, Port Arthur, Texas

February 19, 2014

Chester Moore column: Remembering redfish master Ed Holder

Chester Moore
The Port Arthur News

PORT ARTHUR — Anyone from my age (40) on up who spent any time in the woods and waters of Southeast Texas will most likely remember Ed Holder.

The longtime Outdoors Editor of the Port Arthur News and syndicated columnist, he provided a unique and in-depth style of outdoors coverage that is unlike anyone I have read before of since.

The pursuit of redfish in ultra shallow water with topwaters, frogs and other lures is super popular these days but Holder was an absolute master it this decades ago.

In fact, my first trip out with Holder fishing back in 1997 was for reds with topwaters only in the Keith Lake Chain.

When I showed up at Holder's house he had the boat trailered and ready to go. The first thing I noticed about his equipment was the snow-white Producer's Ghost (topwater plug) he had tied onto his line.

"Where did you get that bait?" I asked.

"I've never seen one that white."

“Oh, the bait's not white," Holder responded.

"It's actually multi-colored. The white you see is battle scars from being hit by reds. I'm going to fish this bait until it can't go any more."

Battle scars, indeed. The battered plug had obviously landed many, many redfish, and I immediately suspected it would do more of the same that day.

Our first stop was along a shallow shoreline adjacent to a small drain. Holder said the reds held there quite a bit. The action was slow, however, so we eased farther down the bank until Holder suddenly noticed a ripple in the water.

"Throw there," he matter-of-factly instructed. "There's a school of redfish."

I noticed the ripple, but could not make out the reds. I threw my bone-colored Rebel Jumpin' Minnow toward the action and could not believe what came next.

A big school of reds surfaced under the bait, and several of them slammed it so hard that it sailed a good five feet out of the water. When it landed, one of the reds hammered it again, but this time was hooked up.

Holder soon connected with another. We had a double-header, and the morning had just begun. God was definitely smiling down on us that day.

By the time we had battled our reds, the school had spooked and moved on. So, we moved, too. Our next stop was in a shallow flat hidden deep in the marsh.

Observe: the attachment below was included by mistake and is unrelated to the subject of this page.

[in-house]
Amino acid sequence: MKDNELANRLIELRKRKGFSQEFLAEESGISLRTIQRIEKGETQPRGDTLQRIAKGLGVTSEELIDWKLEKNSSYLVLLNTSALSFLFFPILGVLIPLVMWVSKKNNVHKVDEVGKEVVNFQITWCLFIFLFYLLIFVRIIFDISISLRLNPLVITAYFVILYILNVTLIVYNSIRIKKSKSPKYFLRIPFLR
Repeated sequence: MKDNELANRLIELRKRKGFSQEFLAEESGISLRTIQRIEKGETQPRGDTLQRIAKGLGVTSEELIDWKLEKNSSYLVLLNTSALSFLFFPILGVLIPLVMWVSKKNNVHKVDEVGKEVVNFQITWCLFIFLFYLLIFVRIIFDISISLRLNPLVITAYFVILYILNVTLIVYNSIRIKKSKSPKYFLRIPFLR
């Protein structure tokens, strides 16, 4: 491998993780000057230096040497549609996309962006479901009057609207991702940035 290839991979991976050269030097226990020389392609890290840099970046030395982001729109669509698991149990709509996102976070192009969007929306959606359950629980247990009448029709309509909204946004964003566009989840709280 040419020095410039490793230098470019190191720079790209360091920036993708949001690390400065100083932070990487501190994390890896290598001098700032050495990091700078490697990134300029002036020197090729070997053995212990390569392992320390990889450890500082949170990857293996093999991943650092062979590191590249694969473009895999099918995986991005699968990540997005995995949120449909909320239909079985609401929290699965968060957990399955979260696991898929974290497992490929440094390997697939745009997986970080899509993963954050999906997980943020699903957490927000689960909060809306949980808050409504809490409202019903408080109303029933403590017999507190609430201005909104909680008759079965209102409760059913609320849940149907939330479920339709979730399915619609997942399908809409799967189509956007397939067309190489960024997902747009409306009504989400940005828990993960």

In the course of the day we both limited out on redfish by fishing with topwater plugs. The fishing was great, but the best part for me was listening to Holder share his intimate knowledge of redfish and, in particular, how to catch them on topwaters.

His most compelling observation was what he calls the redfish "cone of vision” is something I have quoted many times in print, on the radio and in lectures.

This is the zone that an angler should try to work around when sight-casting to reds. If a redfish's head were a clock, its eyes would be at 2 and 10 o'clock. The fish can basically see to 4 o'clock on the right side and 8 o'clock on the left, but 5, 6 and 7 o'clock are blind spots.

An angler should always make a point to throw the bait directly in front of the fish or even with its head.

My career would have never gotten to this stage if the Lord had not put Holder in my life and for that I am forever grateful. I would have also never had as much insight into the world of redfish that has allowed me to consistently catch these super sport fish.

We are at a place in the outdoors business where everyone can be an instant celebrity (or so they think) by throwing up a few fishing clips on Youtube or creating a blog. Real outdoors innovators however dedicate much time in the field and that is something Ed Holder did.

Ed Holder was a great writer, an effective mentor and the most skilled pursuer of redfish I have ever met.

I rarely see a redfish without thinking of him.

(To contact Chester Moore, e-mail him at You can watch him on Saturdays at 10 a.m. on “God’s Outdoors with Chester Moore” and listen to “Moore Outdoors” Fridays from 6-7 p.m. on Newstalk AM 560 KLVI.)